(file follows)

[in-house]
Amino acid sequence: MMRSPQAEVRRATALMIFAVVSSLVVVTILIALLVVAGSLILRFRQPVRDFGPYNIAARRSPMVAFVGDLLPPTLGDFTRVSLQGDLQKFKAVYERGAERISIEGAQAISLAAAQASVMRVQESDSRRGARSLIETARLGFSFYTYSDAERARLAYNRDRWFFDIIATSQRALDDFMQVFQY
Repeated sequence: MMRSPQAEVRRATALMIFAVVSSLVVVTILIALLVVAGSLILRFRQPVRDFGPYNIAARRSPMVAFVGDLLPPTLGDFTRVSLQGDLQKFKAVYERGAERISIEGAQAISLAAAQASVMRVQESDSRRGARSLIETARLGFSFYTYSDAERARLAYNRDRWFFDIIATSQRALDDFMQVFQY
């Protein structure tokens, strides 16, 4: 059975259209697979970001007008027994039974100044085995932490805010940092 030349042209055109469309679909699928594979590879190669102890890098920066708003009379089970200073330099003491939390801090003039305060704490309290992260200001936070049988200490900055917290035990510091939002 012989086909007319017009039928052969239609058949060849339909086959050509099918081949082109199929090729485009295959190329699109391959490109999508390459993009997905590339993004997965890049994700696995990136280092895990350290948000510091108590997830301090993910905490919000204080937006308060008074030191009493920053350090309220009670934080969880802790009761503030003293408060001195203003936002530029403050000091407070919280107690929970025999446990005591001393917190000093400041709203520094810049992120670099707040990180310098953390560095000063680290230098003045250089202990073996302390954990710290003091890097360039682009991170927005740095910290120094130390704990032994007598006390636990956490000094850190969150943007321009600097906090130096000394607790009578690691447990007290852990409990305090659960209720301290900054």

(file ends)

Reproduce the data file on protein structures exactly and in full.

[in-house]
Amino acid sequence: MMRSPQAEVRRATALMIFAVVSSLVVVTILIALLVVAGSLILRFRQPVRDFGPYNIAARRSPMVAFVGDLLPPTLGDFTRVSLQGDLQKFKAVYERGAERISIEGAQAISLAAAQASVMRVQESDSRRGARSLIETARLGFSFYTYSDAERARLAYNRDRWFFDIIATSQRALDDFMQVFQY
Repeated sequence: MMRSPQAEVRRATALMIFAVVSSLVVVTILIALLVVAGSLILRFRQPVRDFGPYNIAARRSPMVAFVGDLLPPTLGDFTRVSLQGDLQKFKAVYERGAERISIEGAQAISLAAAQASVMRVQESDSRRGARSLIETARLGFSFYTYSDAERARLAYNRDRWFFDIIATSQRALDDFMQVFQY
């Protein structure tokens, strides 16, 4: 059975259209697979970001007008027994039974100044085995932490805010940092 030349042209055109469309679909699928594979590879190669102890890098920066708003009379089970200073330099003491939390801090003039305060704490309290992260200001936070049988200490900055917290035990510091939002 012989086909007319017009039928052969239609058949060849339909086959050509099918081949082109199929090729485009295959190329699109391959490109999508390459993009997905590339993004997965890049994700696995990136280092895990350290948000510091108590997830301090993910905490919000204080937006308060008074030191009493920053350090309220009670934080969880802790009761503030003293408060001195203003936002530029403050000091407070919280107690929970025999446990005591001393917190000093400041709203520094810049992120670099707040990180310098953390560095000063680290230098003045250089202990073996302390954990710290003091890097360039682009991170927005740095910290120094130390704990032994007598006390636990956490000094850190969150943007321009600097906090130096000394607790009578690691447990007290852990409990305090659960209720301290900054």